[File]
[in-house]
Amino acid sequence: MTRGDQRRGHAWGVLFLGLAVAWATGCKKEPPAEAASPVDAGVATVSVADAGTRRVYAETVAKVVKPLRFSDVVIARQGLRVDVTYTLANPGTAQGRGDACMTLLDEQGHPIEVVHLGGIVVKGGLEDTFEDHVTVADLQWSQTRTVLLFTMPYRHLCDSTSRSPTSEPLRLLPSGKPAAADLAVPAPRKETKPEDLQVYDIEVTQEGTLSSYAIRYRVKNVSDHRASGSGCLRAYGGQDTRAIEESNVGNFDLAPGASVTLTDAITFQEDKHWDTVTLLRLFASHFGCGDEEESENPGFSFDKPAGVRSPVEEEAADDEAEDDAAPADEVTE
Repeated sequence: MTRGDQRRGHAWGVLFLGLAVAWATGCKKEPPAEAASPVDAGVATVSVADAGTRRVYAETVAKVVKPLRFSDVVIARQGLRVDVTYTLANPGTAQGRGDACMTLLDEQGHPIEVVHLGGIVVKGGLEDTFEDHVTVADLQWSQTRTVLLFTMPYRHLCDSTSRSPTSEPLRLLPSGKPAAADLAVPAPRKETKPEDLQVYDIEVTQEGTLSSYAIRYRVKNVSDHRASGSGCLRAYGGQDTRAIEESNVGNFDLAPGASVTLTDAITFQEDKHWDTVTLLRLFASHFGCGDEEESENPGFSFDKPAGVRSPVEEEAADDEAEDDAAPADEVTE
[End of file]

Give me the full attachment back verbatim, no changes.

[in-house]
Amino acid sequence: MTRGDQRRGHAWGVLFLGLAVAWATGCKKEPPAEAASPVDAGVATVSVADAGTRRVYAETVAKVVKPLRFSDVVIARQGLRVDVTYTLANPGTAQGRGDACMTLLDEQGHPIEVVHLGGIVVKGGLEDTFEDHVTVADLQWSQTRTVLLFTMPYRHLCDSTSRSPTSEPLRLLPSGKPAAADLAVPAPRKETKPEDLQVYDIEVTQEGTLSSYAIRYRVKNVSDHRASGSGCLRAYGGQDTRAIEESNVGNFDLAPGASVTLTDAITFQEDKHWDTVTLLRLFASHFGCGDEEESENPGFSFDKPAGVRSPVEEEAADDEAEDDAAPADEVTE
Repeated sequence: MTRGDQRRGHAWGVLFLGLAVAWATGCKKEPPAEAASPVDAGVATVSVADAGTRRVYAETVAKVVKPLRFSDVVIARQGLRVDVTYTLANPGTAQGRGDACMTLLDEQGHPIEVVHLGGIVVKGGLEDTFEDHVTVADLQWSQTRTVLLFTMPYRHLCDSTSRSPTSEPLRLLPSGKPAAADLAVPAPRKETKPEDLQVYDIEVTQEGTLSSYAIRYRVKNVSDHRASGSGCLRAYGGQDTRAIEESNVGNFDLAPGASVTLTDAITFQEDKHWDTVTLLRLFASHFGCGDEEESENPGFSFDKPAGVRSPVEEEAADDEAEDDAAPADEVTE